Our life revolves around five relations: emotion, relationships, finance, health, and work-life. The amount of consciousness you form with yourself and with other people within these relations determines the quality of one's entire life, work efficiency, production, and motivation. We meet people who reflect the ideal type of person with their energy, life practice, point of view, objectivity towards events, and encompassing and guiding features. The “ideal type,” a role model, hides in the harmony and balanced rhythm of the previously stated five elements. Using these elements with integrity can be achieved through the search for “purpose.”
We shape our business life as company employees, public personnel, entrepreneurs, or freelancers. Sometimes, our title and salary match; sometimes, we pretend to fit a banks’ typical loan customer profile.
Even though our salary, meal card, car, high-equipped computer, and personal rights give clues about our place in the company, they can contain question marks in terms of career path to the extent that we cannot make sense of them.
Knowing what you don't want is as important as knowing what you want from your business life. Today, studies show that a person can pursue maybe five or ten different careers in a lifetime. Finding your purpose and priority in every job triggers passion. Passion makes one successful and happy and inspires those it comes into contact with; intensity is contagious.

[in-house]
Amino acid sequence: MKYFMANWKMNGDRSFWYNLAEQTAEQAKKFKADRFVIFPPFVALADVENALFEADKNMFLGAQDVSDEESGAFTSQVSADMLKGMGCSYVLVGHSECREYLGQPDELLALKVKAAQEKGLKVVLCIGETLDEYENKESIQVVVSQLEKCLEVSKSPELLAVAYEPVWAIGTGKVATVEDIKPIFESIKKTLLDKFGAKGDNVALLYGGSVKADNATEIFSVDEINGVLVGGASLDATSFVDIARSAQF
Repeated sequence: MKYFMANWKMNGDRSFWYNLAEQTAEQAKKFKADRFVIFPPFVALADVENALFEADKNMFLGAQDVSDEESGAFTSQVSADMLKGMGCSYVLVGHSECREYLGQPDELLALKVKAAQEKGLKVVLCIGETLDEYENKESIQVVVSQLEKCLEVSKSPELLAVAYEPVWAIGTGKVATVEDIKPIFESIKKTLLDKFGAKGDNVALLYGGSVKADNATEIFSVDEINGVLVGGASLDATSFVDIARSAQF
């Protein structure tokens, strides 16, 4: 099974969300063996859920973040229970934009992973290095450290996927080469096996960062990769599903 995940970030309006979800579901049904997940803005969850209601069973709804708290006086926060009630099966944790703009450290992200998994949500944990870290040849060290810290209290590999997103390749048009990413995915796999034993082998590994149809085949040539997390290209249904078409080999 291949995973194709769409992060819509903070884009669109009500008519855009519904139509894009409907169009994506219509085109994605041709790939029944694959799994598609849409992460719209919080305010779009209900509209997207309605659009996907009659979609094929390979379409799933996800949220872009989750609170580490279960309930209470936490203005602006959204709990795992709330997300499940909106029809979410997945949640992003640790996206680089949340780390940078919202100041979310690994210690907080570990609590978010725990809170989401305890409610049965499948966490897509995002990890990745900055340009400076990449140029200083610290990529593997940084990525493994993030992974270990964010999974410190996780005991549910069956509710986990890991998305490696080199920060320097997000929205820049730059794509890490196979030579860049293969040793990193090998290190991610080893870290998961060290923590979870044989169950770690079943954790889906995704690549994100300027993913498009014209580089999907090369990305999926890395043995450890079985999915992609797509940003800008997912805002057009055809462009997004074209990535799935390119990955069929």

The concept of teamwork that we hear so often is slowly disappearing in the echo chamber. The Purpose 7.0 philosophy (because it’s considered superior to teamwork) proposes the idea of team spirit, which needs embracing at the core.
The source of the team’s passion and motivation towards solving a problem requires exploration within the institution. The team's ability to perform and turn their dreams into reality must constantly be active. The fact that team members have complementary characteristics should lead the organization to work effectively and efficiently. In today's business world, where there left, and right-brain discussions occur, it is inevitable for teams to develop soft skills.
In a business cluster (enterprise, investment, company), we can divide teams as technical and administrative. Those who work in the technical department will have left-brain characteristics. We can classify them as successful in engineering and mathematics-based jobs and who can think analytically. At the same time, those who work in the administrative department, with a right-brain capacity, can be listed as dominant visual and auditory features and developed intuitive power.
In a solid and efficient team, "soft skills" constitute the most fundamental achievements. These skill sets are unfortunately not included in school curricula. The most important soft skill sets should be communicating, persuading, open-minded, managing time, and developing networks.